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Sunday, September 27, 2020  

Poetry and prose come naturally for nurse practitionerPublished 6/27/2005

by Mike Liguori

Staff Writer

Connecticut nurse practitioner and award-winning author Cortney Davis is enjoying the best of both professional worlds, publishing her prose and poetry and traveling the country to encourage nurses to write about their own experiences.

"I write from the nurse’s vantage point: we accompany patients as they go from illness to recovery; we walk with patients as they journey through death’s door," Davis writes on her Web site.

"Like other nurses and doctors who write, I feel called upon to translate and pass on in some measure the extraordinary lessons I learn from my patients’ lives. I also realize that when we caregivers tell our patients’ stories, we reveal our own as well."

Davis has a long list of published work. In addition to her own books, her poetry has appeared in literary journals, anthologies, medical humanities texts, and nursing and medical journals.

She has read and given poetry workshops throughout the United States, most recently in Washington D.C., Ohio, Boston, New York, San Francisco, Seattle, Connecticut and Denver.

"I was at the University of Colorado School of Nursing for a workshop, reading and talk, and also at the medical school in April, 1999, and, during the same visit, I spoke to an interpersonal ethics class at the university," she said.

"Interestingly enough, the nurses and medical students welcomed me with open arms, but the doctors seemed to have some trepidation – ‘A nurse who writes about medical things?’ I think that now, nurse/poets are better accepted by physicians," Davis said.

She’s also traveled through the Denver area with her husband Jon, who is a physician and nature photographer.

"We’ve poked around the mid-west, the west, and the northwest, me doing poetry readings and Jon snapping photos in the national parks."

Davis said she writes about her nursing work because it offers an outlet for the mysteries of the human body, healing, fears of death and abandonment, and celebration of birth, relationships and creativity.

"As caregivers, we see what few others are permitted to see," Davis said. "This entitlement brings with it a responsibility to tell the emotional truth."

Davis’ own emotional truth began in her infancy. She was born in Maryland and moved at age four to Squirrel Hill, Pennsylvania, outside Pittsburgh.

In her childhood, she also lived in Mt. Lebanon, Pennsylvania and Stamford, Connecticut.

Her father was a World War II veteran and New York Herald Tribune reporter who was a speech ghostwriter for Roosevelt. During the war, he wrote and published a military newspaper but faced difficult duty in the field, as well.

He was awarded a purple heart and a bronze star for bravery after leading battalions to sweep Italian fields for land mines.

Because her father suffered from Post Traumatic Stress Disorder and her mother was sick with TB, Davis was sent to live with family friends for six months while she was still an infant.

While she remembers the rest of her childhood as magical, loving and difficult, she said she lived with a shifting sense of place and a feeling of longing after that early separation.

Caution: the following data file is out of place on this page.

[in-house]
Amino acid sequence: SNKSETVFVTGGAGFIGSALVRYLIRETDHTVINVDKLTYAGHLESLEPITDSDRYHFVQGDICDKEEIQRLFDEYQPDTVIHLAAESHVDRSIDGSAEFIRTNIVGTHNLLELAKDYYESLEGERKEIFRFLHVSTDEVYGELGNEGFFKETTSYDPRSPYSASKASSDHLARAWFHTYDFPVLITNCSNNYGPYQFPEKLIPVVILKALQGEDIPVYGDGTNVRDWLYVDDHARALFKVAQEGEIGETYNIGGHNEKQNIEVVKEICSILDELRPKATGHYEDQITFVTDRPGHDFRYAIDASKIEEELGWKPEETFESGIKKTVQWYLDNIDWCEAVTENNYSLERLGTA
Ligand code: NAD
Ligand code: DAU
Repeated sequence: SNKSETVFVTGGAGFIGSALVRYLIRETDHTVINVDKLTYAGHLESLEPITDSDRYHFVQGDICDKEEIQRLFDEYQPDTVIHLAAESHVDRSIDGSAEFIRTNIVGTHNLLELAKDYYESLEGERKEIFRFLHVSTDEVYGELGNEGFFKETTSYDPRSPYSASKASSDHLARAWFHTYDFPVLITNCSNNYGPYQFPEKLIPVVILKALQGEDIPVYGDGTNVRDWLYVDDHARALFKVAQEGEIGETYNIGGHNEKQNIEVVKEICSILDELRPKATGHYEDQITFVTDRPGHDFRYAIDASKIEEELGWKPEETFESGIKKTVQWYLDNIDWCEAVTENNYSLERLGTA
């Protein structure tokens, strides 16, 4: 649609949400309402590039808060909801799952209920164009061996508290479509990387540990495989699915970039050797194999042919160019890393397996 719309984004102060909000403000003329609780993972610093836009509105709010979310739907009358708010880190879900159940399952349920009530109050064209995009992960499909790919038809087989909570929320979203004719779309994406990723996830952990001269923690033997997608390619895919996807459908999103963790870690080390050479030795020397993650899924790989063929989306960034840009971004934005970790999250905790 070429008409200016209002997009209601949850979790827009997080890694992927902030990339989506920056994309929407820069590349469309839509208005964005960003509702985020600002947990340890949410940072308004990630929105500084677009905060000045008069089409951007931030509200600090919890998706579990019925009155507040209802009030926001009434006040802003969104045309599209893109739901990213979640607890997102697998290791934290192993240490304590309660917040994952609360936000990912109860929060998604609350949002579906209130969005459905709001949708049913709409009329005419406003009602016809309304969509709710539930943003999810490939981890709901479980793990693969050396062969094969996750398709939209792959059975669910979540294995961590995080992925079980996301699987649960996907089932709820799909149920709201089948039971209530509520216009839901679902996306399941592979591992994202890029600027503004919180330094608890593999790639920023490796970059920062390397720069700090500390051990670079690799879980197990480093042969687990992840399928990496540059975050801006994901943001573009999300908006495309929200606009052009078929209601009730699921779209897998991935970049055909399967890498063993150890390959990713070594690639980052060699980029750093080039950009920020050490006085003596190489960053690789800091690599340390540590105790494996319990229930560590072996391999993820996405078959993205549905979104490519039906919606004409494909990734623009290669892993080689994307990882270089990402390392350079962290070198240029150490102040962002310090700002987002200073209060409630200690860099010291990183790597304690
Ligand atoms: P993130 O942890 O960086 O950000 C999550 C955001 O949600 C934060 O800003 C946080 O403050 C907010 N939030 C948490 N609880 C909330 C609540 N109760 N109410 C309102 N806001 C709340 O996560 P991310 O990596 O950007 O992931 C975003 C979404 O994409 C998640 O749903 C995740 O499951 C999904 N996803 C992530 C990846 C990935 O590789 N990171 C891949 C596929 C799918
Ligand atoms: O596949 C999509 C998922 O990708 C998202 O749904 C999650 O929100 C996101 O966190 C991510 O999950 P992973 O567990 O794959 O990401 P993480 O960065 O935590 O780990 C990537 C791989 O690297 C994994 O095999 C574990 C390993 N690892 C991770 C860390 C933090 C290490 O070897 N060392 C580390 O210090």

"Now, when I write about my experiences with patients, I focus on reality, on what is actual and tangible," Davis wrote. "But always, somewhere in the background, there remains that childhood underbelly of fragility and loss, like the multiple, subtle tones in the scent of perfume. I’m still not quite convinced that those we love and care for won’t simply disappear."

Today, her career as a writer is in full swing. She’s currently writing poetry, essays, articles, interviews and book reviews, and giving readings and workshops.

Two of her essays have recently appeared in the New York Times, she said.

She’s exhilarated by the distance her work is traveling.

"My non-fiction memoir, ‘I Knew a Woman: the Experience of the Female Body,’ was just published in Chinese," she said.

"I’ve just completed an interview with physician/poet Rafael Campo which will be published soon, and my interview with poet Dick Allen just came out in the spring in Connecticut Review.

"My big project is another poetry collection, this time all prose poems. I am in the process of finalizing the manuscript right now. The title is tentatively ‘Lucid Dreaming,’ but I think that might change. This book explores the connection between dream and imagination and reality in poems that look at both my work as a nurse and my life as a wife and mother."

Davis won a Connecticut Commission on the Arts Poetry Grant for 2005, and is now using the funds to write new poems about her work with patients.

"One of the grant poems, ‘Whatever Is Left,’ and a short story called ‘Breathing’ will be published this fall in the Bellevue Literary Review," she said.

Davis is also an online annotator for New York University’s Literature and Medicine Database, an international resource for literary and art works that can be used in teaching medical and nursing humanities. The database is online at

Davis’ schedule of public appearances continues this summer, with engagements as a seminar leader or featured reader at Sarah Lawrence College in New York and the Sunken Garden Poetry Festival in Farmington, Connecticut.

More information and creative writing suggestions for nurses are available on her Web site,

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